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The intersection of patience and social justice

October 28, 2020

DBA Doctoral Chevrons News

It is no secret; patience is a virtue. Many children’s parables inform us of the need for patience. Some of us may even be familiar with the famous marshmallow experiment conducted over 40 years ago. The lesson is, if we wait and follow directions, we will receive a just reward.

Br. Agathon illuminates the importance of patience. He asserts that it affords us the capacity to overcome trammels. He continues by espousing that patience is not only essential for promoting human flourishing, but it also affords us the ability to overcome our trials and ills. In the context of teaching, Br. Agathon reminds us not to despair when engaging with a recalcitrant student. By demonstrating patience and other fruitful virtues, the young person may imbibe the positive character traits. There is no debate; patience helps to promote an engaging classroom as well as a flourishing community.

However, Aristotle avows the need to adjudicate various virtues by exhibiting phronesis or practical wisdom. He acknowledges the value inherent in the various virtues, but suggests true human flourishing rests with the ability to leverage various virtues in a sagacious manner. As such, the author will briefly explore the intersection of patience and social justice.

Social justice is the substrate of one of the five Lasallian core principles. It prods us not to ignore the voices of the marginalized, and not to abscond from the cries of the victims of physical and economic violence. Social justice is the voice in our hearts and minds encouraging us to engage in assisting the historically disenfranchised. We are called to do so because social justice helps to promote human flourishing.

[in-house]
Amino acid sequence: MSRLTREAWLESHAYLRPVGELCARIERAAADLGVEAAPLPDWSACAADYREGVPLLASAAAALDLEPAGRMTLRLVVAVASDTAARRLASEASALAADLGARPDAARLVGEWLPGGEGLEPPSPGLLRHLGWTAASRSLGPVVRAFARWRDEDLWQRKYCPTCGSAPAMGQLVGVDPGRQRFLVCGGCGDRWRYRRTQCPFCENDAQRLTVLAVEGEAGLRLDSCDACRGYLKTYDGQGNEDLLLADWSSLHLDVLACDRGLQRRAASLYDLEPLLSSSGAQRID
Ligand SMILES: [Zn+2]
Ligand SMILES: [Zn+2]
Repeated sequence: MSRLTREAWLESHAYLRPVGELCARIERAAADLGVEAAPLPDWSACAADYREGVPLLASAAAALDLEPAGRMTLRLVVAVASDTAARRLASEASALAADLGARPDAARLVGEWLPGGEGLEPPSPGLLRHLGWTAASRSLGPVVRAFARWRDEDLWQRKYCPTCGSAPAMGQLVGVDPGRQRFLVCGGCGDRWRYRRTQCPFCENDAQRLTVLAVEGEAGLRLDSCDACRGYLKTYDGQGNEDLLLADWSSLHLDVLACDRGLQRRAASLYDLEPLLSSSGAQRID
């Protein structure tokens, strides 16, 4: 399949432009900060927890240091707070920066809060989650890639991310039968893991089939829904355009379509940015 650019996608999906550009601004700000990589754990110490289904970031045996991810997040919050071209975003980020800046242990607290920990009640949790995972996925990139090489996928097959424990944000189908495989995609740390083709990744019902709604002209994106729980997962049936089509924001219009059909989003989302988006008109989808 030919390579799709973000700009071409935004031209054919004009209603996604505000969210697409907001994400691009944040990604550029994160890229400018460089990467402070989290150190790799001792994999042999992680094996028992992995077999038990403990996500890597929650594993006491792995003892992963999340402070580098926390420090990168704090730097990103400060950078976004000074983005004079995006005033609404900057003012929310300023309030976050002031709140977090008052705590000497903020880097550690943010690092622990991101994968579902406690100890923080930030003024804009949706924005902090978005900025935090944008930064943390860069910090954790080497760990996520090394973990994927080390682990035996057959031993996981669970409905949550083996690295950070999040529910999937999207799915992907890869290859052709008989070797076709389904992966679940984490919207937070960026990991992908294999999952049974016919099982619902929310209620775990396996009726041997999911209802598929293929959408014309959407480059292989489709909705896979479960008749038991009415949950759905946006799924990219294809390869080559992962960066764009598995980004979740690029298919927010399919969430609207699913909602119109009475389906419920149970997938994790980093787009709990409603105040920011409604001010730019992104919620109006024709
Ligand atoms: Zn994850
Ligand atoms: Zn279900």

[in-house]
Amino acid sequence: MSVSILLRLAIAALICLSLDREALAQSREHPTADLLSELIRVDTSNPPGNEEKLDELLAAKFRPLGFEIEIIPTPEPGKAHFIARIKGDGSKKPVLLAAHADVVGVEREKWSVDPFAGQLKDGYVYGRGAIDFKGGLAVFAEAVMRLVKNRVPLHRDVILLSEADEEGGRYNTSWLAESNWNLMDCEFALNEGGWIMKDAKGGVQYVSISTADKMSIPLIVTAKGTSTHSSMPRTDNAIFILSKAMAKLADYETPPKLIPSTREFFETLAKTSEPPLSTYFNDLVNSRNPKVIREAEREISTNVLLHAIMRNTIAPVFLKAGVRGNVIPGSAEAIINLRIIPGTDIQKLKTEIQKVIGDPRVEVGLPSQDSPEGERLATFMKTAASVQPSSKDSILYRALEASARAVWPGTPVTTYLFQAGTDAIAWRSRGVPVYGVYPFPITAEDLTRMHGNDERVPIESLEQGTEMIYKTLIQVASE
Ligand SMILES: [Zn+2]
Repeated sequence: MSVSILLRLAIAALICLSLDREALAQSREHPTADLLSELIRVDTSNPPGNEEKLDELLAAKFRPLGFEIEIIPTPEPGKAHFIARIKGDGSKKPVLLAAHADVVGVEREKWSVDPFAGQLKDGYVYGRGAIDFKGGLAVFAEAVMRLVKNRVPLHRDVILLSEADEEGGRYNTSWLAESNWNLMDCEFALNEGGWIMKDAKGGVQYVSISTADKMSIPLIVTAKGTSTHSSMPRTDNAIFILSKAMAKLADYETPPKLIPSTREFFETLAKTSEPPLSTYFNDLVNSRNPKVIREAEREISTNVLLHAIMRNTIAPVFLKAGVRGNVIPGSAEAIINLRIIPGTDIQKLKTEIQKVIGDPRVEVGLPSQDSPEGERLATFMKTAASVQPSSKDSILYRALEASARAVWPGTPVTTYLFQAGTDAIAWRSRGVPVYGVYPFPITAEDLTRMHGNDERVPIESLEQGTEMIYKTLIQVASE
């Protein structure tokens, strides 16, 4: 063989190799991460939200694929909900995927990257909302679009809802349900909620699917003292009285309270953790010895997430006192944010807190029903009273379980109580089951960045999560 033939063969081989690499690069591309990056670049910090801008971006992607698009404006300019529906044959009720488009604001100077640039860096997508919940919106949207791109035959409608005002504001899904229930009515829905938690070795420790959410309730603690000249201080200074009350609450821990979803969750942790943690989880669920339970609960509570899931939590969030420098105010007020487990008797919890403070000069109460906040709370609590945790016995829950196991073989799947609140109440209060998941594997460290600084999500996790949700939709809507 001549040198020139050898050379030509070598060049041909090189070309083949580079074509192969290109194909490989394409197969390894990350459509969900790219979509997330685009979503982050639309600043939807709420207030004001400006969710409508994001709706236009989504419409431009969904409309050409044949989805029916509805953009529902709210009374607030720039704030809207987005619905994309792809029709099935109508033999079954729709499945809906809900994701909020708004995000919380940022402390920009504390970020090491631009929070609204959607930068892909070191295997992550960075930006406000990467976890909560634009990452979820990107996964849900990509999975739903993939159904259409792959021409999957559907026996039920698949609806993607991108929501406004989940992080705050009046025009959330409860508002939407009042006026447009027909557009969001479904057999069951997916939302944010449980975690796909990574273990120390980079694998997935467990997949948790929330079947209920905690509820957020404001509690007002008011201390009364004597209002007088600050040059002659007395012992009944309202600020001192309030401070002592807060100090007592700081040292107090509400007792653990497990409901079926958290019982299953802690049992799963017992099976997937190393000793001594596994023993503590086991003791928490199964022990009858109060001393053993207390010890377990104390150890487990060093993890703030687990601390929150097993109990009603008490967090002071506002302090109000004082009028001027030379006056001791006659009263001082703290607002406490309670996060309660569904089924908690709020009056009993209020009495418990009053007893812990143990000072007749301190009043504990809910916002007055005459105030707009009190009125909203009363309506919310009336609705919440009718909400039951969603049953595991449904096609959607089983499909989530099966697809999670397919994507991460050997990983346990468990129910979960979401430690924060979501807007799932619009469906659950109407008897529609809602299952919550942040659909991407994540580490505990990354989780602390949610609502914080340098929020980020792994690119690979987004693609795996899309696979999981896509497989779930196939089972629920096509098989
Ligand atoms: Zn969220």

At the finish line of social justice, every child, regardless of color, creed, or economic beginnings is gifted with the ability to realize her or his fullest potential. If this is so, how can we be patient in the presence of social injustice? How can we take pleasure in saying, things are getting better? Is it wise to celebrate our probity as we say to ourselves, look how far we have come? How is less brutality a virtue? A wise man alluded to the analogy, if you stick a knife in my back 10 inches and remove it by six inches that is not progress.

Patience has its place as it is one of the virtues of a flourishing society. However, phronesis is a meta-virtue that allows us to consider context, and based on the contours of our reality, it informs us which virtue to call on. As it pertains to the current and historic crimes against humanity, it would seem only logical that social justice should take precedence. In the miasma of our existential reality, we should put the virtue of patience on the shelf and leverage our core values to help promote human flourishing.